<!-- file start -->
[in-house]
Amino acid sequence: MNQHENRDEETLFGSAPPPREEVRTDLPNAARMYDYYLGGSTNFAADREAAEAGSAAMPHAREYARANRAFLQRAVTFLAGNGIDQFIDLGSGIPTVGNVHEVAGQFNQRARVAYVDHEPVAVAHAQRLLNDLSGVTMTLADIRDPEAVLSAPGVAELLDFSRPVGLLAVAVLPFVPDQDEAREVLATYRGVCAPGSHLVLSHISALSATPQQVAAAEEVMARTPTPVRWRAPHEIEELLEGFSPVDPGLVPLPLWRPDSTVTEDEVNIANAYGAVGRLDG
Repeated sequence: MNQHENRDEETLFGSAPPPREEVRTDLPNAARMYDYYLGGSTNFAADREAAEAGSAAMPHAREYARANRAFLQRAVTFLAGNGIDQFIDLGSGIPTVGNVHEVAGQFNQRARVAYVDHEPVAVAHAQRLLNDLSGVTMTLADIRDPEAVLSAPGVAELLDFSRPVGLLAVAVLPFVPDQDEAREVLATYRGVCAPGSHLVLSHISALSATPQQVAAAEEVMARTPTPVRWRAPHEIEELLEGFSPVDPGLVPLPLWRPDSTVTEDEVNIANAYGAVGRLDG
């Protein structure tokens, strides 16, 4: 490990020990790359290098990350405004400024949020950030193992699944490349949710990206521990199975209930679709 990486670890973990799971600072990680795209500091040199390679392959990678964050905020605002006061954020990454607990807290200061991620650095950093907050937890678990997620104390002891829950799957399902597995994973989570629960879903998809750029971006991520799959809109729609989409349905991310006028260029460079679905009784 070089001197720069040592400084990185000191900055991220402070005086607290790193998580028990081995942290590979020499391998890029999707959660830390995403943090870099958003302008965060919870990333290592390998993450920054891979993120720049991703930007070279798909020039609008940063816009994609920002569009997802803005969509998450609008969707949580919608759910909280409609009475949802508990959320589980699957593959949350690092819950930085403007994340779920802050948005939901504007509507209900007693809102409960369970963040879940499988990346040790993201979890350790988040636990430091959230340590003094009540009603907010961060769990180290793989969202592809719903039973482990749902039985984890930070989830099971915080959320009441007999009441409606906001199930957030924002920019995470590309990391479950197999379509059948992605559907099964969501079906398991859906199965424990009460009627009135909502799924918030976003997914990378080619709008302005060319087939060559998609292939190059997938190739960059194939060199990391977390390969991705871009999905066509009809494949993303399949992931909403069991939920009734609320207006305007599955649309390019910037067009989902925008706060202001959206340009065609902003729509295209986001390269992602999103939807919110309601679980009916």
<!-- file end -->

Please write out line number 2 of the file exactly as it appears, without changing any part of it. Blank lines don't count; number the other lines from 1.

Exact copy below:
Amino acid sequence: MNQHENRDEETLFGSAPPPREEVRTDLPNAARMYDYYLGGSTNFAADREAAEAGSAAMPHAREYARANRAFLQRAVTFLAGNGIDQFIDLGSGIPTVGNVHEVAGQFNQRARVAYVDHEPVAVAHAQRLLNDLSGVTMTLADIRDPEAVLSAPGVAELLDFSRPVGLLAVAVLPFVPDQDEAREVLATYRGVCAPGSHLVLSHISALSATPQQVAAAEEVMARTPTPVRWRAPHEIEELLEGFSPVDPGLVPLPLWRPDSTVTEDEVNIANAYGAVGRLDG